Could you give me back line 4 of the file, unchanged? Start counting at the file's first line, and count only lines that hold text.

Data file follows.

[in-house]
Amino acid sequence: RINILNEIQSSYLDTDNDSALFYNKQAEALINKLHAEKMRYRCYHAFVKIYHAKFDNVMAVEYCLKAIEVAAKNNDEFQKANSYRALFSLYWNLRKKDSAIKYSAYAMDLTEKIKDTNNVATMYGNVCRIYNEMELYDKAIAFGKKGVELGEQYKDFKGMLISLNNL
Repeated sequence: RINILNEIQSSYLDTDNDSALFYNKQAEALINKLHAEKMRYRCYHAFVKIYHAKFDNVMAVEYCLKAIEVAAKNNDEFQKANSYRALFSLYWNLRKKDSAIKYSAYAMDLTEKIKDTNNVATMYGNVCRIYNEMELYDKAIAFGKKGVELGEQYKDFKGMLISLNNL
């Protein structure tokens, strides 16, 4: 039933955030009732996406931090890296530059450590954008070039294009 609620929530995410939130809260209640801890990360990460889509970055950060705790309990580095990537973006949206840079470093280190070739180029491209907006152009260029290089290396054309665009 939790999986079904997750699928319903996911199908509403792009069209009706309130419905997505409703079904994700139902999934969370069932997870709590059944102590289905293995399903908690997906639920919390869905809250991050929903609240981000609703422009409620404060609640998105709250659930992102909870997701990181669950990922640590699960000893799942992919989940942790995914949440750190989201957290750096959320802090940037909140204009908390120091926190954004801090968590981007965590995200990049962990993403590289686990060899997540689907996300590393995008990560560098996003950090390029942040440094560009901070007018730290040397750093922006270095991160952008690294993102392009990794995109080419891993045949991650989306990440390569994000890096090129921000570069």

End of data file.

């Protein structure tokens, strides 16, 4: 039933955030009732996406931090890296530059450590954008070039294009 609620929530995410939130809260209640801890990360990460889509970055950060705790309990580095990537973006949206840079470093280190070739180029491209907006152009260029290089290396054309665009 939790999986079904997750699928319903996911199908509403792009069209009706309130419905997505409703079904994700139902999934969370069932997870709590059944102590289905293995399903908690997906639920919390869905809250991050929903609240981000609703422009409620404060609640998105709250659930992102909870997701990181669950990922640590699960000893799942992919989940942790995914949440750190989201957290750096959320802090940037909140204009908390120091926190954004801090968590981007965590995200990049962990993403590289686990060899997540689907996300590393995008990560560098996003950090390029942040440094560009901070007018730290040397750093922006270095991160952008690294993102392009990794995109080419891993045949991650989306990440390569994000890096090129921000570069």